Fr. Steven Scherrer relies on prayer before undertaking his homilies.
Scherrer, who was ordained 48 years ago, is currently living a monastic life in Ossining, New York. He has previously pursued that lifestyle at places ranging from Georgia to Vermont to Venezuela.
Waking up before 3 am, Scherrer prays for 60-90 minutes and then researches his homilies for about 90 minutes or more. Over the course of the day, he will write and revise each homily four times.
His research consists of reading the Gospels in Greek and then reviewing several commentaries (typically ones from the 18th and 19th centuries), from which he takes quotations and makes extensive notes. Then, with “one or two ideas” that he wishes to communicate, he starts writing. “As I write, more things occur to me.” He then thinks of examples to support his ideas.
Scherrer believes that 10-15 minutes is best for a Sunday homily and 3-4 minutes for a weekday one. However, his homilies these days are often considerably longer, because they are meant for readers online instead of a face-to-face audience.
Learning some tricks
In the view of Fr. Roger J. Landry, a priest of the Diocese of Fall River, Massachusetts, there is no “ideal homily length” that can apply to every situation. As he points out, “Preaching to children in a foreign language is different than preaching to women religious on a retreat in one’s native tongue.”
Most of Landry’s Sunday homilies average 20-25 minutes. But if he’s starting out at a parish unaccustomed to longer homilies, he might aim for 12 minutes and then gradually increase the content and length. “When the average American spends up to 30 hours a week on screens, it’s hard for the Gospel to compete if it’s too short.”
For homiletic inspiration, Landry would turn to the works of St. John Chrysostom, St. Augustine, Fr. Raniero Cantalamessa, Archbishop Sheen, William Barclay, Cardinal Ratzinger (Pope Benedict XVI) and Fr. John Jay Hughes.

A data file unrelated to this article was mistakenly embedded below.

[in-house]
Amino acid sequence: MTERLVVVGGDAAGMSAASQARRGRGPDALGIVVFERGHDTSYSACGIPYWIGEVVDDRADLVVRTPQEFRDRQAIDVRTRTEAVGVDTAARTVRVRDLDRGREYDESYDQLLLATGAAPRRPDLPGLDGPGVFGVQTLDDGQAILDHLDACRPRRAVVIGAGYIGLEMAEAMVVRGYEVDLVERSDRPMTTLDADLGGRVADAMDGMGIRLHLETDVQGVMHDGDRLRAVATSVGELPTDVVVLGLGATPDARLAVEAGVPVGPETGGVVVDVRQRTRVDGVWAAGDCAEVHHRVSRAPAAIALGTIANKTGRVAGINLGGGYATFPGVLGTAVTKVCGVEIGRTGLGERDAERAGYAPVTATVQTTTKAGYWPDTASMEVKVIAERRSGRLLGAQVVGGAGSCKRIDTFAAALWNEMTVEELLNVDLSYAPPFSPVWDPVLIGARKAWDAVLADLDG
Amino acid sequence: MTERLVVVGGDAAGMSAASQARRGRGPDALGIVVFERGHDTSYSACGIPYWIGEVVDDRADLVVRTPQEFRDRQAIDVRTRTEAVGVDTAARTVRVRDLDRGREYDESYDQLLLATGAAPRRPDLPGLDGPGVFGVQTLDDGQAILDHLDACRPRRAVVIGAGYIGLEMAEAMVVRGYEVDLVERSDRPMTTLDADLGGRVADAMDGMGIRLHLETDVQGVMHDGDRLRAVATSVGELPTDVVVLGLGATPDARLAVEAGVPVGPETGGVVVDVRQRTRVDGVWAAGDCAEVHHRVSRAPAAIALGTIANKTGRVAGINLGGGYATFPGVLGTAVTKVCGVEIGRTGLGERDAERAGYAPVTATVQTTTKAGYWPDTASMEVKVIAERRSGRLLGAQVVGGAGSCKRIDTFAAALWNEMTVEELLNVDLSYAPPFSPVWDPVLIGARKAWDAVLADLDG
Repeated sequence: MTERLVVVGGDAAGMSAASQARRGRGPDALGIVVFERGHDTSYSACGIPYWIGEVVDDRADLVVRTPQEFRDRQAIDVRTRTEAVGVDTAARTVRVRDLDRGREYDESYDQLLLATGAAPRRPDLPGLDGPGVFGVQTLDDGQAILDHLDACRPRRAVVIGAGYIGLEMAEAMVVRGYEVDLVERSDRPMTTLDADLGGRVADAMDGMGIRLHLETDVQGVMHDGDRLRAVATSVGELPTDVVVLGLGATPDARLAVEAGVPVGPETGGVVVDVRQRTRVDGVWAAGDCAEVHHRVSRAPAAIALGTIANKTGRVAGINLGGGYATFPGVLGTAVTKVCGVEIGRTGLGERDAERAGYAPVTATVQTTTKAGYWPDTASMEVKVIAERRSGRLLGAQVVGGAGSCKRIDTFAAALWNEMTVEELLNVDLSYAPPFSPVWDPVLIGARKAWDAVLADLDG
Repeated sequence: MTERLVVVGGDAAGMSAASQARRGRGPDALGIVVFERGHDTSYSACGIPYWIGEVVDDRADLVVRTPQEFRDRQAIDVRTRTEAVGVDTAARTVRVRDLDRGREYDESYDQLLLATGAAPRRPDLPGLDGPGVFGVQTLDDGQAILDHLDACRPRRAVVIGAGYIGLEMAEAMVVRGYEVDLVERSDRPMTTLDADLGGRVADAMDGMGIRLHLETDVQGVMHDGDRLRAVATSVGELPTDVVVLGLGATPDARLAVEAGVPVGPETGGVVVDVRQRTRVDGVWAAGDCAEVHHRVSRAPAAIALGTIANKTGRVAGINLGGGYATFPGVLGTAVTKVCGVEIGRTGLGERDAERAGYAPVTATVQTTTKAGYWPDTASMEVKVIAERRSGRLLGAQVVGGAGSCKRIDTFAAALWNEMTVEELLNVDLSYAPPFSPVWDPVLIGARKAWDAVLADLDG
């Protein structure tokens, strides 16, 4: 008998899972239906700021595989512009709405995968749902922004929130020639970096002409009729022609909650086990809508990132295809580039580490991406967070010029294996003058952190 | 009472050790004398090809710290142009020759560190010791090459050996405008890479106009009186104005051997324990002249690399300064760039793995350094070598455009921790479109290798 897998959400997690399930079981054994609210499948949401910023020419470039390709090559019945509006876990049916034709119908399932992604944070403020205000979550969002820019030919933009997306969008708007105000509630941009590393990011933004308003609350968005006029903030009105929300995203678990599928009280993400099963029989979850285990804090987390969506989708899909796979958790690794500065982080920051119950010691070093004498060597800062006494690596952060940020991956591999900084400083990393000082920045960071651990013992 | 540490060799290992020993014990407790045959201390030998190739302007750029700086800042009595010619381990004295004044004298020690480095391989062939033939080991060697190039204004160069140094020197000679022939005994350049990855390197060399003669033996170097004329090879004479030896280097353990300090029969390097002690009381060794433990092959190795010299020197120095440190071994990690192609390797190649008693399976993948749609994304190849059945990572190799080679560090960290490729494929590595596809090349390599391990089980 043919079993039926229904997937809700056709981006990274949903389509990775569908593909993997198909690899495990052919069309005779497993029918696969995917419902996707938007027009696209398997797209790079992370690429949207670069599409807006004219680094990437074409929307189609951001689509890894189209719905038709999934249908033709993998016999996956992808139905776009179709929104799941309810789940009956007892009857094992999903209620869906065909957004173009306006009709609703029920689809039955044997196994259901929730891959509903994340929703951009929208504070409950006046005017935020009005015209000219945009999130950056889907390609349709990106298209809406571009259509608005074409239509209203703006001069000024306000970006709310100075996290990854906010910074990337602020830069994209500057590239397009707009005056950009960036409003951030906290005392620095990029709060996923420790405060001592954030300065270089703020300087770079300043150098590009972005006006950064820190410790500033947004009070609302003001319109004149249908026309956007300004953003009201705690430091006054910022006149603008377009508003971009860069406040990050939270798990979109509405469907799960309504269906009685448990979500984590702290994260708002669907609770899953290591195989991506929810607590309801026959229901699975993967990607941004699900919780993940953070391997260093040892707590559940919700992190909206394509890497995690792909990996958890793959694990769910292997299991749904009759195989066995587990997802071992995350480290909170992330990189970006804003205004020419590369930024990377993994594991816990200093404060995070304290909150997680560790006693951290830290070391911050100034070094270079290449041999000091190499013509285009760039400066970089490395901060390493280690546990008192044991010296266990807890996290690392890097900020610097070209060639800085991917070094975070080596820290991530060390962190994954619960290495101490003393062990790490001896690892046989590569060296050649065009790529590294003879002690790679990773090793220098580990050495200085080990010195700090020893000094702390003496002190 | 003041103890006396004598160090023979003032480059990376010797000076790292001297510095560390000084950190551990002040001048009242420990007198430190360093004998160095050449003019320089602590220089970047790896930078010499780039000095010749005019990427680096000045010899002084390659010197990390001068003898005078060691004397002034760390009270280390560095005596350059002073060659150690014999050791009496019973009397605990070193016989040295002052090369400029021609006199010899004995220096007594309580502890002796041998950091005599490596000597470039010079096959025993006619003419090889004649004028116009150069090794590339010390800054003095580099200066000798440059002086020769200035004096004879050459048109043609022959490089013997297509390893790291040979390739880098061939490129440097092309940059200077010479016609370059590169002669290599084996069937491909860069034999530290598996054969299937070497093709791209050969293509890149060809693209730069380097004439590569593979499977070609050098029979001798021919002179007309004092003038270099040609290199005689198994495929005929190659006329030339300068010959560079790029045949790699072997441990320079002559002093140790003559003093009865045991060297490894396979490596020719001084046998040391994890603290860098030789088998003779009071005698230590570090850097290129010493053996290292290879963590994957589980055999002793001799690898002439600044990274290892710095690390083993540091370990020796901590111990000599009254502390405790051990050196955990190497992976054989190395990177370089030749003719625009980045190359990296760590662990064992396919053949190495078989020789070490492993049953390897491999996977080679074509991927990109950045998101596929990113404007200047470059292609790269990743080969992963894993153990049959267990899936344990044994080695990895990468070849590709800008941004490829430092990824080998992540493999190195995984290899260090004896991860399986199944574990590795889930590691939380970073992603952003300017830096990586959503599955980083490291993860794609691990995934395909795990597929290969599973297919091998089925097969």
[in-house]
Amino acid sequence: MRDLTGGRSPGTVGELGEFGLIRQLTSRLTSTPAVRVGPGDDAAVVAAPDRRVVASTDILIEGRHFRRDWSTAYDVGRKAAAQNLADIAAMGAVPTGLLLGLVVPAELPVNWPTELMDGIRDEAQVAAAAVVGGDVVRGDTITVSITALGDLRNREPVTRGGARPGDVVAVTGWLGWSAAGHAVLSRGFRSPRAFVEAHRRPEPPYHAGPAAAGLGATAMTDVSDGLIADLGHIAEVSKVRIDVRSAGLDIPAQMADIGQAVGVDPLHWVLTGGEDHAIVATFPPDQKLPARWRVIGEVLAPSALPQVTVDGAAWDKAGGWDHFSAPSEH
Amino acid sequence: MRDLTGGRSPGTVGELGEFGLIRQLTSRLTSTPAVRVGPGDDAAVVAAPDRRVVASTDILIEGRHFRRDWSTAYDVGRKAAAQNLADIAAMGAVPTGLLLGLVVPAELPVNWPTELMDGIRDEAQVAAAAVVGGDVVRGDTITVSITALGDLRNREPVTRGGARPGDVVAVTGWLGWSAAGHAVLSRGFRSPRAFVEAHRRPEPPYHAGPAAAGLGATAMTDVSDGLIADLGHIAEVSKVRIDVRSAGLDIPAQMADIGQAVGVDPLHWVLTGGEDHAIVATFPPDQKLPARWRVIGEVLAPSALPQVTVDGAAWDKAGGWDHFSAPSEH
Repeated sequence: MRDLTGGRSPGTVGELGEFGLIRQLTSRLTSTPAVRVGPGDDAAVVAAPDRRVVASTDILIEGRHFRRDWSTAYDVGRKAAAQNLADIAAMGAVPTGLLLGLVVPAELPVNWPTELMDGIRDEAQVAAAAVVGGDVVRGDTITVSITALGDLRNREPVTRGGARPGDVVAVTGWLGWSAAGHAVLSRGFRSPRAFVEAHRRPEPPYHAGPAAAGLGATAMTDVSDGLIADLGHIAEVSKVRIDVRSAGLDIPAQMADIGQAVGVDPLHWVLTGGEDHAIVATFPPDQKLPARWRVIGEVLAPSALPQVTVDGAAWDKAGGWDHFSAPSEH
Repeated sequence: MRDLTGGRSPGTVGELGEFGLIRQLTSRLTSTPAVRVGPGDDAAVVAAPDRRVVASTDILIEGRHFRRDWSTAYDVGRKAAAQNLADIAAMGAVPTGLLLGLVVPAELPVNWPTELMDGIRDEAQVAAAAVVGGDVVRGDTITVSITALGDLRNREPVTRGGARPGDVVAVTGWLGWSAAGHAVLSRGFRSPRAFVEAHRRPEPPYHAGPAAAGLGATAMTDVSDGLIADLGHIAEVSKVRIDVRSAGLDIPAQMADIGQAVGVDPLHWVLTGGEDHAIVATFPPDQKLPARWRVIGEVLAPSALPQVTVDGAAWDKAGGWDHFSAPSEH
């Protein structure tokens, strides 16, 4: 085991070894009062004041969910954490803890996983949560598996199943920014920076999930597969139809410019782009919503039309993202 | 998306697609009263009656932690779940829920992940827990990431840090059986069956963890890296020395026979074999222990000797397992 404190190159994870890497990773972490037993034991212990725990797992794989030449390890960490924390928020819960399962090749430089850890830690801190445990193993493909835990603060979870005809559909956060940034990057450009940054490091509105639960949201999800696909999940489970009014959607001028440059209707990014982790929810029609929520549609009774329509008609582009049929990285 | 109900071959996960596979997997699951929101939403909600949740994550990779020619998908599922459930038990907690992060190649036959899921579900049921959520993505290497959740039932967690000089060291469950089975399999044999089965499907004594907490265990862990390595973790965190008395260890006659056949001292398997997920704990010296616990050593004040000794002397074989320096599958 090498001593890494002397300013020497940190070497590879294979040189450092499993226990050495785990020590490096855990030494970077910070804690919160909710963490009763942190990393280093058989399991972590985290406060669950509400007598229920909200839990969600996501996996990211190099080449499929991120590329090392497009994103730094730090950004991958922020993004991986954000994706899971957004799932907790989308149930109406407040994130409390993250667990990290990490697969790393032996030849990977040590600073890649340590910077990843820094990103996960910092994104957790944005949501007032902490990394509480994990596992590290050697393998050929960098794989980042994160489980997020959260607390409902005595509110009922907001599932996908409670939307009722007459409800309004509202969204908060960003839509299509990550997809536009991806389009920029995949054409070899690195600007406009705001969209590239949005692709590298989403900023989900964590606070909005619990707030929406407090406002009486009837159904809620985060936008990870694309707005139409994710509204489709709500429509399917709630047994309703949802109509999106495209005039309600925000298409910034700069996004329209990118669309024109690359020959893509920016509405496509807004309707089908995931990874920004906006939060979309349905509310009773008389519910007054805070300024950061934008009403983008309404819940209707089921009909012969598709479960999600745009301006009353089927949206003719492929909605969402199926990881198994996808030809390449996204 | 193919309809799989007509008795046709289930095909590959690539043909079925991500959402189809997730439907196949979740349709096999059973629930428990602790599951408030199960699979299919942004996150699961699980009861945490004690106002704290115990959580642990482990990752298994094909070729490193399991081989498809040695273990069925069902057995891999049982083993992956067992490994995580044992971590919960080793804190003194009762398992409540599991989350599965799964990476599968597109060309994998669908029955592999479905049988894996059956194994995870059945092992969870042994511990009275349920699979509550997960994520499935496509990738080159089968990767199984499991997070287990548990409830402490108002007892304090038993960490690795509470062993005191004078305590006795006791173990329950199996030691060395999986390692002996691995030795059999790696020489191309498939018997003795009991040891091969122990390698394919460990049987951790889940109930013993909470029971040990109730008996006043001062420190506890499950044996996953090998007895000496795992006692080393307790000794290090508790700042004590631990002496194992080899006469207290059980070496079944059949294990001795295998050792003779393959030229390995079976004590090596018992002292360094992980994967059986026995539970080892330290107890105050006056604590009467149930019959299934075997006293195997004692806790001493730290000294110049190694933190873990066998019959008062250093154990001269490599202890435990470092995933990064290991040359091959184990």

He gets inspiration for his homilies “primarily from prayer over the four readings, the liturgical prayers of the Mass, the saint of the day or the mystery being celebrated.” Once he is sufficiently inspired, he writes down a series of bullet points, which he then organizes into an outline.
Landry usually starts thinking about an upcoming Sunday homily six days in advance, and he will write it down on Saturday. “In between, I let the various ideas marinate in prayer within, paying close attention to current events and areas in which the light of God’s word could shine in places of darkness,” he says. “I also think about whatever big fears and anxieties those coming to Mass might have.”
If he sees that he’s losing the attention of parishioners who are typically attentive, then he mixes things up. He might “use a story” or “change the pacing or volume a little.” Or he might make use of a pause. “If there’s silence for five seconds, almost all the heads will turn to you to see if you’re still there.”
Bringing souls to sacraments
Landry adds that, in order to hold attention longer, “Priests, like good musicians, must vary the dynamics
– the use of stories, repeating essential themes in different words, speeding up and slowing down, going loud or soft, using higher pitch or lower.”
He also points out that evaluating a homily’s degree of success can be more complex than just gauging the attention level of the audience. Furthermore, some of his homilies that he personally did not regard so highly ended up bringing “lots of people to the confessional,” while other homilies that he thought were among his best “seemed to bear little fruit.”
There are multiple ways of assessing effectiveness, and many factors to consider, when delivering a message that aims to sustain souls along with attention spans.